It's not about white hoods and burning crosses.
Pope Francis on Sept. 2 told his followers to clamber down from their lofty skyscrapers, reclaim public spaces, and rejoin communities.
Speaking at his weekly public audience at the Vatican, the pope said it was up to families to rejuvenate cities.
There may be a lot of ways to spend one’s free time in a city, but love is missing, Francis said.
Teens across the world are still flocking to monks in France to deepen their Christian faith? Yes — and my family and I remained in awe of its tent-dotted fields and large scale kitchens staffed all by volunteers.
The Taize community of brothers from across Christian traditions — alongside sisters from a Catholic order — host religious thinkers, leaders, practitioners, and especially youth who want to engage biblically around issues spanning peace, justice, the arts, service, and Christian practice. We came to Taize as a spiritual "vacation-pilgrimage" during their 75th anniversary celebration and the 10th anniversary of Taize's founder’s death, joining religious leaders from around the world.
For American Christians who may be stuck in habits of religious thinking that promote "all or nothing," "left and right" interpretations of the Scriptures, Taize invites us to sing together and investigate the scriptures from a fresh global perspective.
The universe is made up of 96 percent dark matter and energy, swirling with complexity — black holes, empty spaces, bad dreams, failed marriages, unknown territory, broken bowls and bruised shins and loneliness. And yet — look! — everything is still churning along. And in a way that can only be explained in the gut, these alarming dark things are perhaps the only things that have the tendency of bringing people together into community.
As Jean Vanier, founder of L’Arche writes, “In community life we discover our own deepest wound and learn to accept it. So our rebirth can begin. It is from this very wound that we are born.”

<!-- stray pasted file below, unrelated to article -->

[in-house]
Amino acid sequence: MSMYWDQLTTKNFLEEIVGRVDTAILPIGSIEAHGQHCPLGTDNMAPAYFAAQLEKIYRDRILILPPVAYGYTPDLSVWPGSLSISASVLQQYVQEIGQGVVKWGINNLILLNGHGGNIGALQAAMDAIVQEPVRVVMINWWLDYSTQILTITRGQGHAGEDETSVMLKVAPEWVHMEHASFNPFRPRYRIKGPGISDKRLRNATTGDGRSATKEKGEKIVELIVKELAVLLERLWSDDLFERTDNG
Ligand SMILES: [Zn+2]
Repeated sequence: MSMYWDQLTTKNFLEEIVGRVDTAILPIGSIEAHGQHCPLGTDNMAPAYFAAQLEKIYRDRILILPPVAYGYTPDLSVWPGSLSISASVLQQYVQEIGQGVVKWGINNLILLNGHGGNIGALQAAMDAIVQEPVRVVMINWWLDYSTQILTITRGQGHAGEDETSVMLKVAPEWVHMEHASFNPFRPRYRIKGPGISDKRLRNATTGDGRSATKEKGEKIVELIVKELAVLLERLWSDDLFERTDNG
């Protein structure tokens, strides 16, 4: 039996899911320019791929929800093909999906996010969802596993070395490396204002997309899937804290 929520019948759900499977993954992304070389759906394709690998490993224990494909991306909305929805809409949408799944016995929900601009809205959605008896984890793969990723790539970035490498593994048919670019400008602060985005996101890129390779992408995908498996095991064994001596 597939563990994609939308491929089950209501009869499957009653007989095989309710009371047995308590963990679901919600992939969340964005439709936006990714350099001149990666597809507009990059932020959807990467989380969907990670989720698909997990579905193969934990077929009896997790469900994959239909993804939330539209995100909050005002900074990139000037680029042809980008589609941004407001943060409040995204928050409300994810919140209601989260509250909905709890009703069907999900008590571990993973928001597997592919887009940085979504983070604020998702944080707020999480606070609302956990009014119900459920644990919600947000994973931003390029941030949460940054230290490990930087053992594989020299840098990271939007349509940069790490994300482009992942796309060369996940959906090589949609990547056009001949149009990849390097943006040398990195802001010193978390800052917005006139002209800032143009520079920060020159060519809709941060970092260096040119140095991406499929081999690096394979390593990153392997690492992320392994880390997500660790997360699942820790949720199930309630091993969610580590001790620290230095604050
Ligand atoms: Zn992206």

I did not celebrate Independence Day this past weekend.
The truth is the United States has never been an independent nation. Built on stolen land by stolen labor, sacrificing Natives and Africans and their descendants to the mythology of “manifest destiny,” greed, oppression, and white supremacy, this has never been a nation of liberty and justice for all.
The ignoble myth of white supremacy that permeates the foundation of this country and underlies the policies and institutions that form the context of our lives has been rearing its ugly head so much lately that it cannot be as easily ignored or denied as it has been in the past. The recent massacre in Charleston and the burning of African-American churches add even more reasons to the hundreds of thousands to awaken to the reality of racism that undermines best ideals of this nation. Our country has failed to atone for, or even critically examine, its history of racial oppression.
Let’s talk about we.
You know: The first word in the constitution. The one that puts everything that follows it inside a framework of a collective effort and combined responsibility. "We the people." All of us. Together. Part of something bigger than any one of us individually. Yeah, that word.
Have you noticed that we don’t discuss that idea very much? I wonder why. A lot of Fourth of July posts this year went on lavishly about individual rights and personal freedom. And yes, those are important. But they’re only part of the equation, and they’re not even the starting point. It starts not with me, but with we — a pronoun that is radical and revolutionary.
I’ve celebrated Easter before. My whole life I’ve dressed up, colored eggs, gone to church.
But this year was different. This year, I realized resurrection.
I’m not sure how the realization came.
Maybe it came because this was the first time I gardened. My mother once said, “Gardening is prayer.” I never believed her until I physically saw the transformation of dead earth into mustard greens and zucchini plants. I never realized how good the pulse of the sun felt on my back after months of gray. I never saw seeds push through the darkness of soil and become new life — until this year, when I realized resurrection.
Maybe it came because this was the first time I’ve ever felt depression. This winter was the first time there were no windows in the tomb. The first time I held myself crying in the shower wondering if the emptiness would stop. This year was the first time I saw Lent as a season to sit in deep sadness. The first time I realized that Mary Magdalene sat at the tomb simply because she was just so sad.
Maybe it came because this was the first time I’ve fully embraced a Christian community. The first time I’ve intimately walked through the liturgical season with the same people. The first time I shared the miracle of Christmas and the deep sadness of Lent in the eyes of other vulnerable humans. The first time I’ve attended an entire week of Holy Week services. The first time I sat in the dark on Good Friday after service ended and cried.
This year, I realized resurrection and I’m not exactly sure why.